The Dymaxion House

It looks like a big metallic mushroom, a futuristic tent or a spaceship. Buckminster Fuller’s Dymaxion was the first modern house specifically designed to be off -grid, autonomous, energy self-sufficient and environment friendly. That was almost a century ago. Best known for the invention of the geodesic dome, Buckminster Fuller is also one of the founders of the environmental design movement.

Dymaxion House

A visionary, the American architect and philosopher R. Buckminster Fuller was an early proponent of alternative energy. He started his campaign for the conservation of the earth’s resources in the 1920s. His Dymaxion house was designed to be the cheap and self-sufficient house of the future. It never quite made it, but the concept is still very much alive.

The term Dymaxion was coined by Buckminster Fuller from a combination of his favorite words dynamic, maximum and tension. The house is indeed under tension via suspension from a central mast. It is dynamic and can be dismantled and reassembled easily, and maximum use of resources and space is guaranteed by efficient design.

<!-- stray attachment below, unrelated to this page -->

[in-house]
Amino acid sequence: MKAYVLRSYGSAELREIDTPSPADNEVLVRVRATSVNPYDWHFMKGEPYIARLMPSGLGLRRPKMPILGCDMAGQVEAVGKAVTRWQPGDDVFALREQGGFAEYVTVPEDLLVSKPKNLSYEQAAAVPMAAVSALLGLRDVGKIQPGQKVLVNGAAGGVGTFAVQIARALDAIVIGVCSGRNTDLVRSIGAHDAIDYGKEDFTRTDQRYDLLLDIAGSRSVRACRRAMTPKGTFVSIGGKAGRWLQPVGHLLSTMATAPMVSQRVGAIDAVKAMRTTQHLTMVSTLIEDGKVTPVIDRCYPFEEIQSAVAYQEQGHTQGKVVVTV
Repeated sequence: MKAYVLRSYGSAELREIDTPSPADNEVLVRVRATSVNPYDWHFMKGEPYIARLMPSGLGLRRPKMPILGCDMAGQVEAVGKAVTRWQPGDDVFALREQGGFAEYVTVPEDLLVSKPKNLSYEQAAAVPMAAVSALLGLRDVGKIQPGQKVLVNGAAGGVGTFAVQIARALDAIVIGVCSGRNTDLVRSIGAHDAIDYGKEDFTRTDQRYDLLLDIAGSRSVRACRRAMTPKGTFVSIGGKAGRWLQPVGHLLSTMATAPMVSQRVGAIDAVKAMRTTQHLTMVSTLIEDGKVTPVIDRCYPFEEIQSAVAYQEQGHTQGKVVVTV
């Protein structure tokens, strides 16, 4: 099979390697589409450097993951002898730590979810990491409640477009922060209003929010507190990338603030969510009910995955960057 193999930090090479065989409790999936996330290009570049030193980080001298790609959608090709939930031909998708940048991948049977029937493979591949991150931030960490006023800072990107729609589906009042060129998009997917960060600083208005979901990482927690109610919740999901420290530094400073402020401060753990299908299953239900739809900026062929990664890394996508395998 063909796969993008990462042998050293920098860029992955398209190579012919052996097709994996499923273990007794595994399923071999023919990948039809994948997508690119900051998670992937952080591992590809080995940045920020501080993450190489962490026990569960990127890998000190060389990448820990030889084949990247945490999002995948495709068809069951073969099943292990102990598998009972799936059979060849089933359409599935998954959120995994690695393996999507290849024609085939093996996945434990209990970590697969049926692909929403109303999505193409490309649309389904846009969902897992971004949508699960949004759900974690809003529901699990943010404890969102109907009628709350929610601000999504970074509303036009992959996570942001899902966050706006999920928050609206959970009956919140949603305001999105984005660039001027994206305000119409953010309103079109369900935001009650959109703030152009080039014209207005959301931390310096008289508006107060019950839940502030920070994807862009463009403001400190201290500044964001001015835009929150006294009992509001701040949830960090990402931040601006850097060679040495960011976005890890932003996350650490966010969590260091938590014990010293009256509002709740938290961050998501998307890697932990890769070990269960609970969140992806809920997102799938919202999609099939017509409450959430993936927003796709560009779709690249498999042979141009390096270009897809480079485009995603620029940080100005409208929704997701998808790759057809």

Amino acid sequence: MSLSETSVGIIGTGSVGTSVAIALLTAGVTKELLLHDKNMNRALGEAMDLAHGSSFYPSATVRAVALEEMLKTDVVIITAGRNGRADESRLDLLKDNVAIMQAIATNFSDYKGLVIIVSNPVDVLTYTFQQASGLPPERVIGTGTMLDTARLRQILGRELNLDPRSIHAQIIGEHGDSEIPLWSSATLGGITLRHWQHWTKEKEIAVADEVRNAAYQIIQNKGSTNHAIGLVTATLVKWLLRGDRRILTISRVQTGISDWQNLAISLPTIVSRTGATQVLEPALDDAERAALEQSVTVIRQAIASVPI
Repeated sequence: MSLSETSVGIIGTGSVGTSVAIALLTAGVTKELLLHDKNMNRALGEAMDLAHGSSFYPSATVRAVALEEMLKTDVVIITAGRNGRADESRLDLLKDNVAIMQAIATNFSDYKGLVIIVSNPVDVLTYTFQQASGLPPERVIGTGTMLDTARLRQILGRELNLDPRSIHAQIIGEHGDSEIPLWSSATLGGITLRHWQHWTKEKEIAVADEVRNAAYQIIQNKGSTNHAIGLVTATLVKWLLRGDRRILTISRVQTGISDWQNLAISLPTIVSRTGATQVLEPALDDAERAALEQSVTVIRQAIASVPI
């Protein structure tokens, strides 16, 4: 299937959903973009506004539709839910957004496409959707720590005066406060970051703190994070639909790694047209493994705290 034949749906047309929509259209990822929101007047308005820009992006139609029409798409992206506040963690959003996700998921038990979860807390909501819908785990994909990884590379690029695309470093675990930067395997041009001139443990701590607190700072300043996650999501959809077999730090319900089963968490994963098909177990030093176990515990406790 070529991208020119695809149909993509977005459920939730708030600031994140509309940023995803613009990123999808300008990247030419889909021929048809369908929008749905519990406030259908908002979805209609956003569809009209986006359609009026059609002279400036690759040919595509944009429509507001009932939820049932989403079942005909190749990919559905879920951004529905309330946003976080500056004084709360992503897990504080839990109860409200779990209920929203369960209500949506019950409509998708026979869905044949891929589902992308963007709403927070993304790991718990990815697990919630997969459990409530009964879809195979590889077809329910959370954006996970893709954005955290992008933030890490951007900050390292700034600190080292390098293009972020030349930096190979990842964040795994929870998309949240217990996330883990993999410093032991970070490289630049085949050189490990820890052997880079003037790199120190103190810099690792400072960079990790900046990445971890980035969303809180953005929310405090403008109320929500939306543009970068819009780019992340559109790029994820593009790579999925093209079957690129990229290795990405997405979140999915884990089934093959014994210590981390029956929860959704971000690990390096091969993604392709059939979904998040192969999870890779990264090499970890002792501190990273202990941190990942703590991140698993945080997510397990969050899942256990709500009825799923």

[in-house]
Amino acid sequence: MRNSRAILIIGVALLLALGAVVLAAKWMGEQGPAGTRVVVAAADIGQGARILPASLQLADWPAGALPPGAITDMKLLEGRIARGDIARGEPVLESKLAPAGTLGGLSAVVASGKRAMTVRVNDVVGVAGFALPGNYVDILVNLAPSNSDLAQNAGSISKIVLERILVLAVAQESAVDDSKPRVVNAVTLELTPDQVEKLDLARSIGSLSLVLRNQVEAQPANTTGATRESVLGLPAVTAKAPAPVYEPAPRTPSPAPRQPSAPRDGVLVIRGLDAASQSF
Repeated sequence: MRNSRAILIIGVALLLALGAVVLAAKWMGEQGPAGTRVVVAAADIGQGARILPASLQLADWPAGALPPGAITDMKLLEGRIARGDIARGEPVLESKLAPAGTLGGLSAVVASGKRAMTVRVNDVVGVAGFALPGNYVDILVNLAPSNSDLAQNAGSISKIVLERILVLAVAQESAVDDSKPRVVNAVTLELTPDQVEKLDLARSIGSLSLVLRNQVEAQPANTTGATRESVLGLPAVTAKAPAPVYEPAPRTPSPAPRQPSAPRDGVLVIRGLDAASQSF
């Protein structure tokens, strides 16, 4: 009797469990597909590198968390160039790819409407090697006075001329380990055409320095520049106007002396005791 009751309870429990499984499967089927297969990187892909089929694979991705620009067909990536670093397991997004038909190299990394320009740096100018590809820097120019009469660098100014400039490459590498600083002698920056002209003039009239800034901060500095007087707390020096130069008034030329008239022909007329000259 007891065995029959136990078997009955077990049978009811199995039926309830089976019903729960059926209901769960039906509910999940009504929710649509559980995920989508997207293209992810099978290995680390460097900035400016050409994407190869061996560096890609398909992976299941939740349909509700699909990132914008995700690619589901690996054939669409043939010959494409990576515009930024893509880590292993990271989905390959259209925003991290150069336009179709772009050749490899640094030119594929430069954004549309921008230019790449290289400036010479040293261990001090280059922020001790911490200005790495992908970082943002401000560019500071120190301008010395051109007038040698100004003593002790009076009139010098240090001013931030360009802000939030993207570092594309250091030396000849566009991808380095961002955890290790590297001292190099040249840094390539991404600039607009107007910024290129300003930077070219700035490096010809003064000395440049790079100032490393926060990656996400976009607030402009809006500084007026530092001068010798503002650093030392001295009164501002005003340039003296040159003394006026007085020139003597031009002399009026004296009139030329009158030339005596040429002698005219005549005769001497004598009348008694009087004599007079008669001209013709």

For example, the shape of the house minimizes heat loss and the amount of materials needed to build it. At the time it was designed, a new alloy had just been invented: aluminum. Cheap, light, resistant, it was ideal for the Dymaxion house. And it could be recycled from old plane carcasses.

Power is generated by a wind turbine on the roof (solar panels didn’t exist) and water is harvested into a cistern via a system of gutters. Inside, movable panels and embedded shelves and cupboards ensure efficient use of space. One of the most striking features of the house is the cupboard-size bathroom with its toilet that doesn’t use water and a hot water vapor shower. This economic fog gun shower uses only one cup of water per shower, no soap needed.

The Dymaxion house was maybe too ahead of its time. Recycling materials and water and producing electricity from wind power didn’t seem efficient enough at the time. It certainly didn’t seem necessary to anyone other than Buckminster Fuller, who was regarded as a bit of an eccentric by his contemporaries. So the Dymaxion house project never succeeded and no one lived in Buckminster’s house of the future, but one was built in Kansas in the 1950’s. It has been restored and is now in the Henry Ford museum in Michigan.

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